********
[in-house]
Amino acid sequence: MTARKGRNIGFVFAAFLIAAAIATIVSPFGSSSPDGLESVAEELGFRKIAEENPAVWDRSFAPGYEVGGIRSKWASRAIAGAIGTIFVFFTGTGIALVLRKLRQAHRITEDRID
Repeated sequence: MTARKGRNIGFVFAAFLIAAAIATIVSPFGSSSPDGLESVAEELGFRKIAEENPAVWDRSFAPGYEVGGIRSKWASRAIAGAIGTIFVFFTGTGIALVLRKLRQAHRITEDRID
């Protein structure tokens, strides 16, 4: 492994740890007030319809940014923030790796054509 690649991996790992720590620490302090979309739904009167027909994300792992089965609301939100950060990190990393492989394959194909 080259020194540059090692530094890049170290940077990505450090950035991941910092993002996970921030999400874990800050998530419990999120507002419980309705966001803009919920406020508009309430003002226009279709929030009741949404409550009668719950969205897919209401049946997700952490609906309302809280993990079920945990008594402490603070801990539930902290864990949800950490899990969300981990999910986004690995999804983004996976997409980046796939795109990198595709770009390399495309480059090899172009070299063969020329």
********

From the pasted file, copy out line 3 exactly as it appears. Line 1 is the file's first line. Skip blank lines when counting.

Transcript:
Repeated sequence: MTARKGRNIGFVFAAFLIAAAIATIVSPFGSSSPDGLESVAEELGFRKIAEENPAVWDRSFAPGYEVGGIRSKWASRAIAGAIGTIFVFFTGTGIALVLRKLRQAHRITEDRID